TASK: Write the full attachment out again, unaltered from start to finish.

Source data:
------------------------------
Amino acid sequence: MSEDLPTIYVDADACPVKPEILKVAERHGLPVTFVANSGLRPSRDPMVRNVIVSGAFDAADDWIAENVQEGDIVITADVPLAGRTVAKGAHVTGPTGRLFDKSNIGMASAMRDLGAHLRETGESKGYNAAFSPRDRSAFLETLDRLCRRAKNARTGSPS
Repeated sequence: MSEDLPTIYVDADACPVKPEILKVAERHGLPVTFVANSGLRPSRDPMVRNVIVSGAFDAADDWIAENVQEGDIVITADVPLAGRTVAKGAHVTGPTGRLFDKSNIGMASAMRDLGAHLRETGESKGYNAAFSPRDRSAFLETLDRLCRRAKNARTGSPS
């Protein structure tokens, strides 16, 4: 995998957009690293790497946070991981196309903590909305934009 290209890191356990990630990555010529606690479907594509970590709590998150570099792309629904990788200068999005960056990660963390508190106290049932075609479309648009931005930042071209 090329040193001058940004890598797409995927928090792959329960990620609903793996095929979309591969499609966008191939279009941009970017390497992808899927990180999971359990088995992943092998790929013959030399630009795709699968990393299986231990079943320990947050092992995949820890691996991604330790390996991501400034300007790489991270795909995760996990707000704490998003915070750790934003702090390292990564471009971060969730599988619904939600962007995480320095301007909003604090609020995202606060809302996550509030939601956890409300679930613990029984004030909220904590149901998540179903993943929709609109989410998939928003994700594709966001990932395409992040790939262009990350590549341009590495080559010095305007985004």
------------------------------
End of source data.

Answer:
Amino acid sequence: MSEDLPTIYVDADACPVKPEILKVAERHGLPVTFVANSGLRPSRDPMVRNVIVSGAFDAADDWIAENVQEGDIVITADVPLAGRTVAKGAHVTGPTGRLFDKSNIGMASAMRDLGAHLRETGESKGYNAAFSPRDRSAFLETLDRLCRRAKNARTGSPS
Repeated sequence: MSEDLPTIYVDADACPVKPEILKVAERHGLPVTFVANSGLRPSRDPMVRNVIVSGAFDAADDWIAENVQEGDIVITADVPLAGRTVAKGAHVTGPTGRLFDKSNIGMASAMRDLGAHLRETGESKGYNAAFSPRDRSAFLETLDRLCRRAKNARTGSPS
């Protein structure tokens, strides 16, 4: 995998957009690293790497946070991981196309903590909305934009 290209890191356990990630990555010529606690479907594509970590709590998150570099792309629904990788200068999005960056990660963390508190106290049932075609479309648009931005930042071209 090329040193001058940004890598797409995927928090792959329960990620609903793996095929979309591969499609966008191939279009941009970017390497992808899927990180999971359990088995992943092998790929013959030399630009795709699968990393299986231990079943320990947050092992995949820890691996991604330790390996991501400034300007790489991270795909995760996990707000704490998003915070750790934003702090390292990564471009971060969730599988619904939600962007995480320095301007909003604090609020995202606060809302996550509030939601956890409300679930613990029984004030909220904590149901998540179903993943929709609109989410998939928003994700594709966001990932395409992040790939262009990350590549341009590495080559010095305007985004």